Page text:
A particularly gratifying shout-out in Corey Robin’s brilliant piece about the state of academics, the opportunities for us to think out loud for broader audiences and the economic demands that increasingly undermine our ability to do so (all of which has apparently escaped Nick Kristof’s notice)."
Like I always say.
from “Ode to a Beautiful Nude”
Snapshot 1, 1995: A headstrong eleven-year-old, who sleeps covered in a blanket that reads “Book Woman,” grabs a tome off her mother’s bedroom shelf. She starts reading these short essays, about the magic of fireflies, and schoolteacher nuns. She reads more, about what it’s like to have young children and go to work, and the concept of a tuning fork, a frequency that people put into the world when they are anxious about life’s meandering directions.
Somewhere deep down, our young heroine realizes that she is getting some clues to understanding her mother.
Then she reads the next book by this author, this time getting an education in Clarence Thomas and Anita Hill, encroaching limits to abortion access, the Central Park jogger - all the tumult that had been swirling around what it meant to be female and a citizen while she was learning her colors in preschool.
And then the girl thinks, wow. This Anna Quindlen person knows how to take everything I think, or my parents think, and make it sound like the only reasonable position in the world. That’s about the coolest thing someone can do for a living.
Snapshot 2, 2002: First year at Brandeis University. Now an admirer of Madeline Albright and Kate Chopin, girl is proud to proclaim her feminist leanings. She is equally committed to not working in the dining hall as her on-campus job. She submits a long-shot application to be a research assistant for a scholar at the Women’s Studies Research Center - and is hired largely on the strength of her essay about Anna Quindlen’s influence on her life.
She goes on to help edit a book, write a curriculum, and facilitate informal teen groups, all revolving around becoming a confident Jewish woman. Her name appears in book’s credits for the first time.
Snapshot 3, 2007: In a long story best told in another meandering entry, this now-22-year-old-woman gets a tremendous hiring offer from New York City: a consultant with the top nonprofit fundraising firm in the country. It’s the job of her dreams.
Well, some dreams. She loves the world of power and capital, particularly when it’s channeled to causes that improve the world. She loves learning the landscape of influence within this center of the universe. She learns to wear good suits and make clean Powerpoint decks. Her friends envy her for making a good living, in a position that combines generous autonomy with unparalleled mentorship. Oh yeah, and helps nonprofits succeed on a highly strategic level.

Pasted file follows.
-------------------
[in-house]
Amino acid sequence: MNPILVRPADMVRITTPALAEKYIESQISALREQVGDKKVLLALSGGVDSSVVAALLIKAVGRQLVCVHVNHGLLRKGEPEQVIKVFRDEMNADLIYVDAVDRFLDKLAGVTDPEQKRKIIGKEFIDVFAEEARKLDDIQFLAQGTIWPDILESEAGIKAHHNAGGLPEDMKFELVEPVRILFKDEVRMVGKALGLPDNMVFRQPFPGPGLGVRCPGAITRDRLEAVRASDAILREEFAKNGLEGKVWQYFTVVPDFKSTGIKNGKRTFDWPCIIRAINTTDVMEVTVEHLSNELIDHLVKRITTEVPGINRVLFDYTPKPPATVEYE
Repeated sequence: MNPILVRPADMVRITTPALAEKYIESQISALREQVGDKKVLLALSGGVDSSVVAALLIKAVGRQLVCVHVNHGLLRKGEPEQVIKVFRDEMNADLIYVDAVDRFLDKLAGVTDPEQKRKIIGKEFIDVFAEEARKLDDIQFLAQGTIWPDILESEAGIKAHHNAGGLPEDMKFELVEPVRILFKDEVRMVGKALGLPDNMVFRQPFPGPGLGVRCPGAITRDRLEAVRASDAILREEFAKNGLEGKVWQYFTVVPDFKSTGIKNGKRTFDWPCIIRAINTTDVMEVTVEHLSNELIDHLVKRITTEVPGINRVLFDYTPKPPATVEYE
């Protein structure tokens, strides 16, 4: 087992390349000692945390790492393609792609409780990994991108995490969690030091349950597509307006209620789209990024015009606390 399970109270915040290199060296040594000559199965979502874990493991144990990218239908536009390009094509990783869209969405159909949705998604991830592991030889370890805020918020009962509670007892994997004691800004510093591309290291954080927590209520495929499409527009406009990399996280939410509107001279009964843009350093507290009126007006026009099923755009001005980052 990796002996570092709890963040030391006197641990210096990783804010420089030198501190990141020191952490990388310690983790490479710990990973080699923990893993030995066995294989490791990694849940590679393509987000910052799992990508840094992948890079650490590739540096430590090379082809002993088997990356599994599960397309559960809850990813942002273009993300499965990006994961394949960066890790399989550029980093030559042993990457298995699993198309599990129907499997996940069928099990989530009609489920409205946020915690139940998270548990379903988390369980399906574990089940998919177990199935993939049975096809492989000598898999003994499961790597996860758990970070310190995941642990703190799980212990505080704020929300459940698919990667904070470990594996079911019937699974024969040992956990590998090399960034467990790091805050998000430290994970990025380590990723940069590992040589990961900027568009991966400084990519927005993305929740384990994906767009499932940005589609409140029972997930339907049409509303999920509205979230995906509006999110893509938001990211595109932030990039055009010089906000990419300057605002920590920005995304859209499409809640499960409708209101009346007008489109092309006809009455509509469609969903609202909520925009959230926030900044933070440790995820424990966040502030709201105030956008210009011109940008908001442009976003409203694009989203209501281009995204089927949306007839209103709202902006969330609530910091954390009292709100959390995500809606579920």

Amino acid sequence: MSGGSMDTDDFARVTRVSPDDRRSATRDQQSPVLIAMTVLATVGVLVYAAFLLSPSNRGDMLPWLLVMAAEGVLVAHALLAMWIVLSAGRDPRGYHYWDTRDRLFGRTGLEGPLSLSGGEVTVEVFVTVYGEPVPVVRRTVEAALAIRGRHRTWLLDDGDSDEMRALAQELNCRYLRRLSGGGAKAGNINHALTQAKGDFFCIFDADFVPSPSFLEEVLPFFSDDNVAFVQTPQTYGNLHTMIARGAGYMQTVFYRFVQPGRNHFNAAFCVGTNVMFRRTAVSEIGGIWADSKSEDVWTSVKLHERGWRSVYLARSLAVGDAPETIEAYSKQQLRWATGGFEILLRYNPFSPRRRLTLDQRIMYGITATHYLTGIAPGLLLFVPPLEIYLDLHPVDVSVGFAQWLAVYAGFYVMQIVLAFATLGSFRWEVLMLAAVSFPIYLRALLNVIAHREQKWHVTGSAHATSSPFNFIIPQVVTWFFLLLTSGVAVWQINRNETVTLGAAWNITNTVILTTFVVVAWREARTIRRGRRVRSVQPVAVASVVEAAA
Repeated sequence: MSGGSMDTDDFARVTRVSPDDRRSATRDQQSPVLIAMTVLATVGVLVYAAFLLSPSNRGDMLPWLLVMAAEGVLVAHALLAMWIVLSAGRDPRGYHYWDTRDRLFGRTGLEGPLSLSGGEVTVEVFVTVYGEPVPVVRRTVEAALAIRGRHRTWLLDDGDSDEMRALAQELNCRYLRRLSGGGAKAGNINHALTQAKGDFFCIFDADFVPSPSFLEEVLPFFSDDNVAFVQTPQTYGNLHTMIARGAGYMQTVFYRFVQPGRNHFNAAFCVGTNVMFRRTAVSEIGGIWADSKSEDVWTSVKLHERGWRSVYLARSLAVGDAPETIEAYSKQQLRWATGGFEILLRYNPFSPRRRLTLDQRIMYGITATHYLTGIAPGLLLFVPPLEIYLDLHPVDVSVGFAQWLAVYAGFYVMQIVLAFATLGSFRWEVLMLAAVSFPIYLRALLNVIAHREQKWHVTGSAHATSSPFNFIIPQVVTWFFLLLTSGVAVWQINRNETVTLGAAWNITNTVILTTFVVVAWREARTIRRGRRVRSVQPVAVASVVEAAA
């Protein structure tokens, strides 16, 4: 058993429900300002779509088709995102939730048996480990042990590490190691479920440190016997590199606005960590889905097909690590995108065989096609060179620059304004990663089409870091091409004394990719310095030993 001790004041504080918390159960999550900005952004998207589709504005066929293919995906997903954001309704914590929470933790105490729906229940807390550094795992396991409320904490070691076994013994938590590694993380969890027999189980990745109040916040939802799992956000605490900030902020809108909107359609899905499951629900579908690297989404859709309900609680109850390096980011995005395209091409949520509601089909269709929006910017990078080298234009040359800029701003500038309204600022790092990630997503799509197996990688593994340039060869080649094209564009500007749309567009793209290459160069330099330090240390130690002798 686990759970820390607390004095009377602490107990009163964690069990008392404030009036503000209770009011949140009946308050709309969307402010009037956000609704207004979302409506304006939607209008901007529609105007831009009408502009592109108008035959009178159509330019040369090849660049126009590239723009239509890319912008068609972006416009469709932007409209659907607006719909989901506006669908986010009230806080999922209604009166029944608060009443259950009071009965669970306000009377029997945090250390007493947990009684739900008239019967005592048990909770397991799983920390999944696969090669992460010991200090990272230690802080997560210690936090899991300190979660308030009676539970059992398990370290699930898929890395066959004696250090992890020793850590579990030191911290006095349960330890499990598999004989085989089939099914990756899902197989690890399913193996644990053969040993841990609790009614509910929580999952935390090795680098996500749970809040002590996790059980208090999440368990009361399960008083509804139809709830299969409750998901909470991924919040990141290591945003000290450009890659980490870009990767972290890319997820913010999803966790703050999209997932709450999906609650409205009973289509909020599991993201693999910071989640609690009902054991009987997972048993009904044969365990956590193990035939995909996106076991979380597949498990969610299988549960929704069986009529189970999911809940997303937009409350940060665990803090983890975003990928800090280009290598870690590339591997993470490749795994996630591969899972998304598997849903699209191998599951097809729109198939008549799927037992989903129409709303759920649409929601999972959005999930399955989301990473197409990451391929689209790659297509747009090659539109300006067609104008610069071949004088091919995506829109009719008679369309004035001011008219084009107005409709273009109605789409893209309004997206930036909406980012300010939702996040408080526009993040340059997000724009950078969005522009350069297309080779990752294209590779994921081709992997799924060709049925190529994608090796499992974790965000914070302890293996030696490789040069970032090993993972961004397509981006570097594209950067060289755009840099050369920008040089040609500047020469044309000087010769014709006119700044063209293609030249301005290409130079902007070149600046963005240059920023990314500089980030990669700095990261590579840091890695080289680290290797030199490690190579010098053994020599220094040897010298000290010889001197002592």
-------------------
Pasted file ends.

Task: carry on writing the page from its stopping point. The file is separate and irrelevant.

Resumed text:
She begins to describe her career with two role models, representing two trajectories: Ruth Messinger as the nonprofit and political powerhouse, and Anna Quindlen as the influential feminist and intellectual.
And then after 5 years of pretty great practice at becoming a fundraising expert - she decides it’s time to return to the Anna ambition. Before it’s too late. Before she has to support a family, before her position at the firm only gets harder to leave.
Snapshot 4, 2012: February 1, 2012. Our woman pitches an idea to an acquaintance at The Nation, a clarion call in response to Susan G. Komen ceasing their funding of Planned Parenthood. The pitch is accepted about 12 hours before she has to get on a plane to Florida to visit her grandparents.
"Why the Komen-Planned Parenthood Split Was Good for Feminism" was written in under 24 hours, on a plane and at her grandparents’ kitchen table. It was the most-emailed article on the site for the four days, with thousands of Facebook shares and Tweets.
It was this woman’s first major success as a political writer - an Anna Quindlen.
Snapshot 5, 2013: At lunch with one her former supervisors, both on a second glass of Sancerre, supervisor asks, “can you do a pro bono project for me?” And our now-cynical heroine demurrs.
"It’s for Planned Parenthood." "Oh, well of course, then."
Drafts and revisions and conference calls ensue over the course of 6 weeks, where our heroine is tasked with articulating the case for raising an enormous sum of money for Planned Parenthood’s centennial. None other than Cecile Richards, the charismatic and deeply respected President, calls her draft an “excellent piece of work.”
Then our heroine looks at the attendees for the upcoming committee meeting. And who do you think she sees?
Which brings us to today. Snapshot #6. September 26, 2013.
Otherwise known as, the day I sat next to Anna Quindlen, Development Chair of Planned Parenthood, told her what she meant to me, and heard her lavishly (but discerningly) compliment a piece of my writing.
In front of those old colleagues who had made lots of other dreams come true.
A mere hour in a stark midtown office, and yet it was a moment where every age I have been, every seemingly divergent path in this eclectic and blessed life of mine - flowed together.
Nothing more can be said. Except gratitude for every person - every mentor, my parents and brother and grandparents and family - and God, who sustained me, nurtured me, and without my realizing, guided me to reach this moment.
What’s hotter than Eva Marie Saint sassily purring at Cary Grant as they cling for their lives to Mount Rushmore?
Regarding the Giving of Others
I’ll say this for the Buffetts: they really know their way around a third rail.